Although most Japanese nowadays write with ballpoint pens or, worse, type their thoughts into their smartphones with a single finger, traditional brush calligraphy is still held in high esteem. All kids in Japan learn calligraphy in elementary school where it is seen not only as a way to study proper hiragana/katakana and kanji themselves, on top of producing nice handwriting, but also as a means to teach patience and diligence and to build character. Many people in Japan believe that a fine piece of calligraphy always reveals the character of the writer.
Like many other traditions in Japan, calligraphy or shodo – the way of writing – came to the country from China, where the first pictograms were invented around 2800 BCE. The Chinese script was introduced to Japan around 600 CE together with Buddhism, and the first application of calligraphy was the copying of Buddhist sutras in temples. Some 200 years later, in the Heian period, writing had been introduced to the court and its bureaucrats, and a distinctive Japanese style of calligraphy began to develop, culminating in the hiragana script.
The hiragana script was invented as a kind of shorthand for the kanji, but over time, many of the hiragana were dropped and the script turned into a syllabary. For a long time, hiragana were considered the women’s script – in fact, women were even expressly forbidden to study kanji – but eventually, hiragana became widely accepted, and their combination with kanji created the typical Japanese writing system known today.
Shodo is a relatively cheap hobby to start. As a beginner, you need a brush, paper, paperweight, and ink. Many beginners start out with bottles of liquid ink, but the more serious students will not get around buying ink stick and stone to grind their own ink. Practice paper can be cheap newsprint, but more elaborate works that are meant for keeping do call for Japanese washi paper, and at that stage, a personal seal to sign – or rather: stamp – the piece will be necessary. Many calligraphers carve their own seals in special seal script characters, by the way.
8 strokes of “eternity” taken from www.japanvisitor.com
When learning to write kanji with a brush, the kanji for “eternity” is probably the best starting point, since its eight tenkaku strokes are all the different strokes that there are to master. Technically, that is. Students first start out with what is called kaisho or regular script, which has clear aesthetic rules – for example, each character should be as square-shaped as possible. Some of these rules go back to Wang Xizhi, a 4th century Chinese scholar whose calligraphy was seen as an aesthetic benchmark in both China and Japan for a long time. Kaisho most resembles the kanji printed in newspapers and books.
The next step for the learner is gyosho or semi-cursive script, which resembles handwriting and works with a number of simplifications and abbreviations, so to speak. The last step is sosho or cursive, where the easy flow of the brush is paramount. It is very individual, and closer to art than to legible writing. Many people cannot read texts written in sosho they are not familiar with.
Not only the way each stroke is written is important, also the order in which this is done. Some people insist that only kanji that were written in the correct stroke order possess aesthetic merit and are pleasing to the eye.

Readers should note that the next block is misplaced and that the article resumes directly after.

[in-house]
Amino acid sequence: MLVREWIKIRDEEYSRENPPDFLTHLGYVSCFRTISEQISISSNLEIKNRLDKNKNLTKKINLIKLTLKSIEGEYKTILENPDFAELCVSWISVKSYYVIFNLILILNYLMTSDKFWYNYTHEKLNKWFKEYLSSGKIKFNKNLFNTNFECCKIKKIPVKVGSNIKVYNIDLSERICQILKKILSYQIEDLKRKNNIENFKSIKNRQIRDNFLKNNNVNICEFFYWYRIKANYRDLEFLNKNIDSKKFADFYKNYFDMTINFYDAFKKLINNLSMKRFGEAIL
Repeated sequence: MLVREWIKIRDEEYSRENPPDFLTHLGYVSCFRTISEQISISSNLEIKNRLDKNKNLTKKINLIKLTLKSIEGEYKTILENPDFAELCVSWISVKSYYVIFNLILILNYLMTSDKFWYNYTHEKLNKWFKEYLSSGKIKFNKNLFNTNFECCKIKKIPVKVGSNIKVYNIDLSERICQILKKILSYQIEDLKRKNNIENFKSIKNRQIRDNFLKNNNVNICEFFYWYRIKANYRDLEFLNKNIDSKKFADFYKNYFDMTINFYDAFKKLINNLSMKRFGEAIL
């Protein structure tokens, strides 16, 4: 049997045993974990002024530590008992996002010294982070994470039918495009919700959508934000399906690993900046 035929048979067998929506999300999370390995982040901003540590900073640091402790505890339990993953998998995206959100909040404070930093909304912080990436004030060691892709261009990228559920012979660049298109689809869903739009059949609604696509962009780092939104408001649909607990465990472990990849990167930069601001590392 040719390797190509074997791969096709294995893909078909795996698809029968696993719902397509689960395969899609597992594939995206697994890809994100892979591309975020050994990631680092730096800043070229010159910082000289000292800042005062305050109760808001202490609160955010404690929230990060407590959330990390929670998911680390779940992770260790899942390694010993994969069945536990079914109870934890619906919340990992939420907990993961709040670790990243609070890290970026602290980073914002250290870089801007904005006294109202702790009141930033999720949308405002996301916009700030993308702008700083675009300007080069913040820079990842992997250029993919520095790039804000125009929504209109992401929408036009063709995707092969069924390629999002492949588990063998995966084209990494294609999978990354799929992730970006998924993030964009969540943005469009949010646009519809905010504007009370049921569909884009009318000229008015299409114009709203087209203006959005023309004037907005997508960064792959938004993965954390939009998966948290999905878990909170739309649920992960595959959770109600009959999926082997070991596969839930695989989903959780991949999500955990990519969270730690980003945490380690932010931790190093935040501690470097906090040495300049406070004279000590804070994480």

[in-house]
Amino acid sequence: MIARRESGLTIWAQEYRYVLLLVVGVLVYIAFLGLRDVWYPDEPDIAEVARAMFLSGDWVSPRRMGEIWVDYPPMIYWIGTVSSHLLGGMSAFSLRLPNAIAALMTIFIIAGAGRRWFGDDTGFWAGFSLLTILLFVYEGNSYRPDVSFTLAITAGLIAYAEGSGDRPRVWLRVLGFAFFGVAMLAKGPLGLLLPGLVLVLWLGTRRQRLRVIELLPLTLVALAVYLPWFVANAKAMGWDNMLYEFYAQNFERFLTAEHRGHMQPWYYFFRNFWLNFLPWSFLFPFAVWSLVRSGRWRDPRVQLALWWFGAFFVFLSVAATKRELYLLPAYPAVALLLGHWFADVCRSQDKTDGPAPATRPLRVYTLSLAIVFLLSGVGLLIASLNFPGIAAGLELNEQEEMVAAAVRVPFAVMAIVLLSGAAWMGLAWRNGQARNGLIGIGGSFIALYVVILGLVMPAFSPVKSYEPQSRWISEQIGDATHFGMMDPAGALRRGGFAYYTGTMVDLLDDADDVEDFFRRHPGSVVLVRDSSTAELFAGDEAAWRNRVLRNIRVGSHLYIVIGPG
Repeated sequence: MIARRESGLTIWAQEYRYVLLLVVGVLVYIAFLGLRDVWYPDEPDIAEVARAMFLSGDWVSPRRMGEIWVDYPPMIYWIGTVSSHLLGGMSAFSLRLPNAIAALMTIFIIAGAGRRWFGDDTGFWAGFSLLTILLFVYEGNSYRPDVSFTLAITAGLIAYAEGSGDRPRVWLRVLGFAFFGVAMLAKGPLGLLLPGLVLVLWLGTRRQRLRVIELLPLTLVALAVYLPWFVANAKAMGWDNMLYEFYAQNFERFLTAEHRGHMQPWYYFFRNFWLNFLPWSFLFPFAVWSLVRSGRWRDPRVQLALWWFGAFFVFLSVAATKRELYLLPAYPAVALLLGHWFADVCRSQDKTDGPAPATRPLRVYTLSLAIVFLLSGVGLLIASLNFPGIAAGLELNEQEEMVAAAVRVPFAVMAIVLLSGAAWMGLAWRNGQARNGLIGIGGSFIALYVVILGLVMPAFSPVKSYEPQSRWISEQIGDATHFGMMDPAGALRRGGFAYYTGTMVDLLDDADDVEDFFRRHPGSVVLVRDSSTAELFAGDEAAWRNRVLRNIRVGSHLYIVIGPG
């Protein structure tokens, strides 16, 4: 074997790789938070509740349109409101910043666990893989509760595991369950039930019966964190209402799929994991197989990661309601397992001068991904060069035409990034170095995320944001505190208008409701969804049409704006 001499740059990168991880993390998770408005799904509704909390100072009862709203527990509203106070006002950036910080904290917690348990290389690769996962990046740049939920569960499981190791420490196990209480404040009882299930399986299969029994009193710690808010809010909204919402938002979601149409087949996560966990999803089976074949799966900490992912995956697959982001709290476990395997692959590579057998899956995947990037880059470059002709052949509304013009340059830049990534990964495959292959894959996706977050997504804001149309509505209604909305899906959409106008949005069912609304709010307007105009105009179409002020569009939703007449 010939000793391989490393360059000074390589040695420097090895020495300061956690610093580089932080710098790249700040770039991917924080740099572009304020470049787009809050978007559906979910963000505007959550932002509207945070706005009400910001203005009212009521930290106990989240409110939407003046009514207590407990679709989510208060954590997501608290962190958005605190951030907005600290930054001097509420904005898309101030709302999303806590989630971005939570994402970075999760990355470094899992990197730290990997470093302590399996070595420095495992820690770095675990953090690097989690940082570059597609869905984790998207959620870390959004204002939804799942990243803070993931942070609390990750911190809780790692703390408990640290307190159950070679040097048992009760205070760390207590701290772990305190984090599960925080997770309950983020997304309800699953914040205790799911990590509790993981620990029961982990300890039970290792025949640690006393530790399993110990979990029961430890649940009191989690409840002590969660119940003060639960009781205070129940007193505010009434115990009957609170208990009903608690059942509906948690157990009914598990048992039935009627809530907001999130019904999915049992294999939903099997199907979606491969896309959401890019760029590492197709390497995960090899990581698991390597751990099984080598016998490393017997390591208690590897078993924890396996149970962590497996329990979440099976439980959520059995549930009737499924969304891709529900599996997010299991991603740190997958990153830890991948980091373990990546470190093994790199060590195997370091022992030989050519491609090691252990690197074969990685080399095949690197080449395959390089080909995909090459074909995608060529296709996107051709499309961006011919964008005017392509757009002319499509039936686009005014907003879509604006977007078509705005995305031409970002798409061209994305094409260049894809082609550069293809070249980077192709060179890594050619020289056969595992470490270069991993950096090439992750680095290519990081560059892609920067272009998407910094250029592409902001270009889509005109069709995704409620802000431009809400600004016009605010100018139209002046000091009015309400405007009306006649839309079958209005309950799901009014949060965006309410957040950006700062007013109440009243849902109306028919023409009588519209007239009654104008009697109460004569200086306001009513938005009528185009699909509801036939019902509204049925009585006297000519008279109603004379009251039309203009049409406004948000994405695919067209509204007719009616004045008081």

Since shodo is a rather cheap hobby, many people in Japan practise it. It is a form of applied art deeply connected with Japanese spirit and culture. As already elementary school children learn the basics, they can take part in the popular kakizome ceremony, where people of all ages write down their wishes for the New Year. This often takes place in temples or shrines, for example in Kyoto, Kitano Tenmangu is very popular for kakizome. The best pieces of calligraphy are exhibited afterwards and may even win a prize. Also connected to the New Year are the nengajo postcards. Although nowadays, many of them are simply printed out, especially older people still write and address them by hand, thus showing off their penmanship.
Zen calligraphy is a special form of calligraphy practised by Buddhist monks in particular. Since black ink on white paper is rather unforgiving and shows every mistake and even hesitation, the idea is that there is but one chance to get it right on a particular piece of paper. In order to produce good Zen calligraphy, the writer must completely clear his mind and let his body and subconscious do the work. This spiritual state of mind is called mushi, and hitsuzendo means “zen way of the brush”.
Flower by Nakajima Hiroyuki.
Finally, calligraphy also stands at the beginning of each tea ceremony: The guests are invited to look at a piece of calligraphy before the ceremony begins (also as a way to clear their minds) and often, there is also a calligraphy placed in the tokonoma alcove of the tea room.
Modern Japanese calligraphy was developed in the 1930s, when many new schools of calligraphy emerged that advocated creating a new, distinct style of Japanese calligraphy, rather than adhering to old, pre-Edo aesthetics. There are stunning modern pieces that are more reminiscent of paintings than of writing, and are definitely worth checking out.
If you want to know more, especially about calligraphy history, see this page on Japanese calligraphy.